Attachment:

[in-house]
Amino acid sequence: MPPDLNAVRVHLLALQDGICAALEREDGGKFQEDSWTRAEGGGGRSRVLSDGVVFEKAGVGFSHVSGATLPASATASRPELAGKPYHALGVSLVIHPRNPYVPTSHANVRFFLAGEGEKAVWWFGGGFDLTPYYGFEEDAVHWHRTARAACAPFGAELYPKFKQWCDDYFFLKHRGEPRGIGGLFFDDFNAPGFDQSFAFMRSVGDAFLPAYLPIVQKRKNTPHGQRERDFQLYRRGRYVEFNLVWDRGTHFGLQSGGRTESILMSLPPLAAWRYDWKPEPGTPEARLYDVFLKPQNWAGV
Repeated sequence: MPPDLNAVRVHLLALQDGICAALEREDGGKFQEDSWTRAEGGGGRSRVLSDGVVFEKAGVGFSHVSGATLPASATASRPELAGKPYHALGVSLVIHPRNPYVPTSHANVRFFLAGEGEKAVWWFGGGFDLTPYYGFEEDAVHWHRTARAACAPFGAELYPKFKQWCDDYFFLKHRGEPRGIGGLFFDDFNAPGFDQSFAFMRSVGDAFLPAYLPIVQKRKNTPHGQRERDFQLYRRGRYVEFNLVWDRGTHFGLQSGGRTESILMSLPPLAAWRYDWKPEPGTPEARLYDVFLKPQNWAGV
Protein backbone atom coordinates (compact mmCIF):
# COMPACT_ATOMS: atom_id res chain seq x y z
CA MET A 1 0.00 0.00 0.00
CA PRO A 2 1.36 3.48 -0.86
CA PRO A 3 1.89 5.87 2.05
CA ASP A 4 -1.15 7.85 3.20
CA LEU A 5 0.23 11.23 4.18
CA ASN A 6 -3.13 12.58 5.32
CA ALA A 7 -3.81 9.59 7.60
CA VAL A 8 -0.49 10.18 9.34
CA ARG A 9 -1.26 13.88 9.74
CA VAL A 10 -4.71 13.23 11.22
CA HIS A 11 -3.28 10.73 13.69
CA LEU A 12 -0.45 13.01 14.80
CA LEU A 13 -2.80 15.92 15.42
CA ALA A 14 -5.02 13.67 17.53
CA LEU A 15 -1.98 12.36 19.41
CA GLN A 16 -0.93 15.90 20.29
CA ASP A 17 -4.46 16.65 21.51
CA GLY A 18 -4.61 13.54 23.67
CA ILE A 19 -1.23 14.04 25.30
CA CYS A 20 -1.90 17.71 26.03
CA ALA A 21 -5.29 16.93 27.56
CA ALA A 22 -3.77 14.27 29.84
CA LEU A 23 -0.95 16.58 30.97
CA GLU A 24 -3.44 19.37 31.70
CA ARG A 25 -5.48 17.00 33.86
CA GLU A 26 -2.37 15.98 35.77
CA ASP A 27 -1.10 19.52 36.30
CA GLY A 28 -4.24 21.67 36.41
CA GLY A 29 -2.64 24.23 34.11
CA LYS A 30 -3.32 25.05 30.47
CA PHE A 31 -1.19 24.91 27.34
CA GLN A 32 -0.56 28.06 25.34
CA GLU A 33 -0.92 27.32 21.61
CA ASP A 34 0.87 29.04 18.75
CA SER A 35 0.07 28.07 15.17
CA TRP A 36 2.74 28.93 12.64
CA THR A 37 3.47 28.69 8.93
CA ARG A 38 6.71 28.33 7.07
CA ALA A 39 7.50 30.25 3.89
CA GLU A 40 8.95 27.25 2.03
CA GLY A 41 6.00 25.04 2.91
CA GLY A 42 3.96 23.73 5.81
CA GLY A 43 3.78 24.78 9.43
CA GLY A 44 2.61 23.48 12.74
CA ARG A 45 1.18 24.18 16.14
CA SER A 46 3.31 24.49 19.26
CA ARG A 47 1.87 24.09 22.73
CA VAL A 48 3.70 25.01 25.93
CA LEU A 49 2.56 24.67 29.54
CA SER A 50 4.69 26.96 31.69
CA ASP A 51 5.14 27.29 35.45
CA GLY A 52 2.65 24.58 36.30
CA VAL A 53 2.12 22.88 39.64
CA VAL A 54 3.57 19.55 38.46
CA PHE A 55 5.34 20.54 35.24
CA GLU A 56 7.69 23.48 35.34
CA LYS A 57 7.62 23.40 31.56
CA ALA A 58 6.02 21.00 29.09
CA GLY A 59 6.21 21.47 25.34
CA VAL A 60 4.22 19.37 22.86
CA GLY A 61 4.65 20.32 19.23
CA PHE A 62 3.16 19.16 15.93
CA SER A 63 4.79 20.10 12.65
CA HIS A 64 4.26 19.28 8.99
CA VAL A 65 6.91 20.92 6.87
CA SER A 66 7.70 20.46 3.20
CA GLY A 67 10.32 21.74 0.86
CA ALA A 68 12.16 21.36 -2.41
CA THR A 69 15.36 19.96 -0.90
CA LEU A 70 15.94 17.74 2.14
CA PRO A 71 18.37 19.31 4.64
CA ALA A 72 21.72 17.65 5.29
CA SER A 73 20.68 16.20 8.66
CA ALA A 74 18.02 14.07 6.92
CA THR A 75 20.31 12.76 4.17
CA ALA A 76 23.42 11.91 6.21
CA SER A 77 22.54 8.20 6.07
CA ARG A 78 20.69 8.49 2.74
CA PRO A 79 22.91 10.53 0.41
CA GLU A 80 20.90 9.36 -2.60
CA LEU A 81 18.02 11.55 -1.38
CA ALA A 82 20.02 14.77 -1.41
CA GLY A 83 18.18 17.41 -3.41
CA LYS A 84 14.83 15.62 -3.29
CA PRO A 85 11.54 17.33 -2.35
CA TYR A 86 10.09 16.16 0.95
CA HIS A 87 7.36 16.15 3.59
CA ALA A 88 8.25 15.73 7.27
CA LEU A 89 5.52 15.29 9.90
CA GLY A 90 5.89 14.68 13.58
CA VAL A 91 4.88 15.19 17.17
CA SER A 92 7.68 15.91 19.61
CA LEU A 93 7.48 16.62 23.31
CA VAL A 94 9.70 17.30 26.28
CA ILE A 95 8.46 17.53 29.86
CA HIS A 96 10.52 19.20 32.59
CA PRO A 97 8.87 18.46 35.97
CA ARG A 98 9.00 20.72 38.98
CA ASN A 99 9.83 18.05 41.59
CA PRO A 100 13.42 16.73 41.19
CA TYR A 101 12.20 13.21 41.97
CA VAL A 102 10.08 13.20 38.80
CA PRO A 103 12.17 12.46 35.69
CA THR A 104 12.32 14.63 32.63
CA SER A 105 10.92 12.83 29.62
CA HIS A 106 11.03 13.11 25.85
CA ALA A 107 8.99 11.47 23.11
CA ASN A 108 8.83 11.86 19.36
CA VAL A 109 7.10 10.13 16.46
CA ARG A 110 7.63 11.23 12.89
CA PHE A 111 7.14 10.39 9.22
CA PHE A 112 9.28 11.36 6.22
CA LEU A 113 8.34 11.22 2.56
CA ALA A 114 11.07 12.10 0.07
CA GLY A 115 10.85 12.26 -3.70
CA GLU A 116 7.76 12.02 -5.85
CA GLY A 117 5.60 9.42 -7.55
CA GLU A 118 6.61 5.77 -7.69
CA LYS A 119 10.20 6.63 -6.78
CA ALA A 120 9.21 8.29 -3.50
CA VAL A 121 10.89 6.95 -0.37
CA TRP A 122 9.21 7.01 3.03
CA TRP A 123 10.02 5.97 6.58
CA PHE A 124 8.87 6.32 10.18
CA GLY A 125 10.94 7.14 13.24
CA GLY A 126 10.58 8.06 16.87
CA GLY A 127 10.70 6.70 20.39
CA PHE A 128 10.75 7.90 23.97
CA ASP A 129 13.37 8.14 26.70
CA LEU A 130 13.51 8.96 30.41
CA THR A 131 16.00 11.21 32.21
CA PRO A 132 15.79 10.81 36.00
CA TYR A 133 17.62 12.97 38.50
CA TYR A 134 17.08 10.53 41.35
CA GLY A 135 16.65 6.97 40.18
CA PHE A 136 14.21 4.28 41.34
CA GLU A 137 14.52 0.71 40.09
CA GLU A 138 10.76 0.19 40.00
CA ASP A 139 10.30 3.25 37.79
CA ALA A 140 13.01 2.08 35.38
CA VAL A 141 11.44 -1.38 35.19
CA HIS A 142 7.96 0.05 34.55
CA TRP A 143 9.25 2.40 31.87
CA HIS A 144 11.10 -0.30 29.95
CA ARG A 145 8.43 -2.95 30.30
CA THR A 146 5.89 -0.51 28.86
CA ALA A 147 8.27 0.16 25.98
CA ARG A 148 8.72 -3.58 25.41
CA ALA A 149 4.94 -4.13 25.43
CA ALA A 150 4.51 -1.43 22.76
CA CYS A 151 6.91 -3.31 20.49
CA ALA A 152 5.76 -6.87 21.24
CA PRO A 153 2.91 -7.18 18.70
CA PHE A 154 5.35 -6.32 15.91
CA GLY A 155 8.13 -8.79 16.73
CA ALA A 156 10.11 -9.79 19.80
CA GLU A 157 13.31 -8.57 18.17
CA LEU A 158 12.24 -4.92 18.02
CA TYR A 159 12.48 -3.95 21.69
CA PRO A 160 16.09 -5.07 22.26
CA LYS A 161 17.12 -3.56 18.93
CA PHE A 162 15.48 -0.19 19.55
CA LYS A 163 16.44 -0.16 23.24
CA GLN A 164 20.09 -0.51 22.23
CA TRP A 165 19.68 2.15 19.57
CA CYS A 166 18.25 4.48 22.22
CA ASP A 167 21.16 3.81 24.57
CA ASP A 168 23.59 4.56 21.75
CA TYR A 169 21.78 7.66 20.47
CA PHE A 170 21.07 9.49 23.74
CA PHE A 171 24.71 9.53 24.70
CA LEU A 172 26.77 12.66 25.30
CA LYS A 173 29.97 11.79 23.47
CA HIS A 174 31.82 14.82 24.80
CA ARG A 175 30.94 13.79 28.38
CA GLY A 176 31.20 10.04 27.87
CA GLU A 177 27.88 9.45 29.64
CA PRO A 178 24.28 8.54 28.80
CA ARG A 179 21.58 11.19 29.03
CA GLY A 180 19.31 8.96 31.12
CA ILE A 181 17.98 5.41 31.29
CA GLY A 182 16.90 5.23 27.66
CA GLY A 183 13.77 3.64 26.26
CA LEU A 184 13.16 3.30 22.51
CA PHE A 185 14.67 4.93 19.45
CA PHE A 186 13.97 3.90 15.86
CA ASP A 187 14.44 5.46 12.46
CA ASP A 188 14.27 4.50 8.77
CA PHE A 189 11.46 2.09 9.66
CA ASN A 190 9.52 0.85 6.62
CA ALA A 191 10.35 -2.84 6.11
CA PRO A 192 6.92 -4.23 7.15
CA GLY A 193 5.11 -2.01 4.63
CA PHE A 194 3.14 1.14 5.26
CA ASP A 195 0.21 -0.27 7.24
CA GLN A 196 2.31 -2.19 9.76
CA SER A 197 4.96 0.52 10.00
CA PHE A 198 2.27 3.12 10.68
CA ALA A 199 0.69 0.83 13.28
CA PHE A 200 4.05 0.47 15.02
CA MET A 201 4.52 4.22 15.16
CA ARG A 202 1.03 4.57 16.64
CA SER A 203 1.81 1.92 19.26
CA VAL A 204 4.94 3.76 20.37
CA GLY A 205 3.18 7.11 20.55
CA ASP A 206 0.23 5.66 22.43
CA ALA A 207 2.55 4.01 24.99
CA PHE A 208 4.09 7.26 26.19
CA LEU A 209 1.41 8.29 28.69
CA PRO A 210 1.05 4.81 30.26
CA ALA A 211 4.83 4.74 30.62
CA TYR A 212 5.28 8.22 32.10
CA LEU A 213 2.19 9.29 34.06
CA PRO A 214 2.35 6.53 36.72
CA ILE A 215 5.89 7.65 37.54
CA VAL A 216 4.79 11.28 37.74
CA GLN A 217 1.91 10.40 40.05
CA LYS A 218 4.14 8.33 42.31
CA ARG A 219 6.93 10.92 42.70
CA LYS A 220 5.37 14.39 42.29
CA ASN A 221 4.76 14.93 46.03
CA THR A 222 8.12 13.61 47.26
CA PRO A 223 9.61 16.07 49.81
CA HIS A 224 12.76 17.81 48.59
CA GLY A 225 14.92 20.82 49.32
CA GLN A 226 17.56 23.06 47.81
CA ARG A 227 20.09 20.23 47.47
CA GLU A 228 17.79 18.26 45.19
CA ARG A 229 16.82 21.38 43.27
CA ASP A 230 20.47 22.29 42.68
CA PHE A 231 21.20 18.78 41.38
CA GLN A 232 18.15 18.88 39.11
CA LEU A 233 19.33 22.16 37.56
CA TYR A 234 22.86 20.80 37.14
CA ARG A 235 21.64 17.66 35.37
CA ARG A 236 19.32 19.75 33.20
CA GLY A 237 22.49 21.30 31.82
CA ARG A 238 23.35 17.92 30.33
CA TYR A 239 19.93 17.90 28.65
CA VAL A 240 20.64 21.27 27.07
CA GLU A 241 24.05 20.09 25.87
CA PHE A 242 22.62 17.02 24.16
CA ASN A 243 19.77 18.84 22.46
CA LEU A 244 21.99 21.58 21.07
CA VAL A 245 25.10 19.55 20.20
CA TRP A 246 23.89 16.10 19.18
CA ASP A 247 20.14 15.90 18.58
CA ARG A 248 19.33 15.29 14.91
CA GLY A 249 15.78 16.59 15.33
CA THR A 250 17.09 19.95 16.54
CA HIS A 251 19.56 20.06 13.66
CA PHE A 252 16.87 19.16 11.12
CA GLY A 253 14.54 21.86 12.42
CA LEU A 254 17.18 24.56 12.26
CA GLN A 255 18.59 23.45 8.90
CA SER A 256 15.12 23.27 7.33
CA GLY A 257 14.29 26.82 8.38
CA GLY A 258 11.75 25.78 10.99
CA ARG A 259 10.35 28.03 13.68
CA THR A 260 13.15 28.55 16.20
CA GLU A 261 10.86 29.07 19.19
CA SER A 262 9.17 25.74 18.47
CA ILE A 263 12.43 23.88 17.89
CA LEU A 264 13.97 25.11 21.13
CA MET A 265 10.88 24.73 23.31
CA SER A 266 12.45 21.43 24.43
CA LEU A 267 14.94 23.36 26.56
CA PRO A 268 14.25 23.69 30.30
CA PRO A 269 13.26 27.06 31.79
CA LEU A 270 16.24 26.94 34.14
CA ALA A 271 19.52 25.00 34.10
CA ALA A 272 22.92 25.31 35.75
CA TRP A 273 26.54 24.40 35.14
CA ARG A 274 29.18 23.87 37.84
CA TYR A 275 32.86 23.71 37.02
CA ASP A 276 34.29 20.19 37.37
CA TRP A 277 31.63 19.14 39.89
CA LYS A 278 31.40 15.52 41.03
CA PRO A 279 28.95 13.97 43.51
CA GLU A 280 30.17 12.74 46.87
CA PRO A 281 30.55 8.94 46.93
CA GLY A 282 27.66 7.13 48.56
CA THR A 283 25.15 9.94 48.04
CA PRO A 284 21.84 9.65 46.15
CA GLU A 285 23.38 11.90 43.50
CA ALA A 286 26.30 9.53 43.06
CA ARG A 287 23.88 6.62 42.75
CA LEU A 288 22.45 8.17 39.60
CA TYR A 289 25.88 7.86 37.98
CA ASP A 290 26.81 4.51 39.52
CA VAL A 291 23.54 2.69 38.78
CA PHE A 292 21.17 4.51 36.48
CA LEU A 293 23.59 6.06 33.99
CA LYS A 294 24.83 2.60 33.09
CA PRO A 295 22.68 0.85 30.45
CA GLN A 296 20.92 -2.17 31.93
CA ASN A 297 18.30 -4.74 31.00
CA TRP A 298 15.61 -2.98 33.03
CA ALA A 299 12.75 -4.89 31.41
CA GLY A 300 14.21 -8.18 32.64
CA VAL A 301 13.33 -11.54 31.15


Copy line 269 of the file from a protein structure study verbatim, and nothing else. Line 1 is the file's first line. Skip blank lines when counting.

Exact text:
CA LEU A 264 13.97 25.11 21.13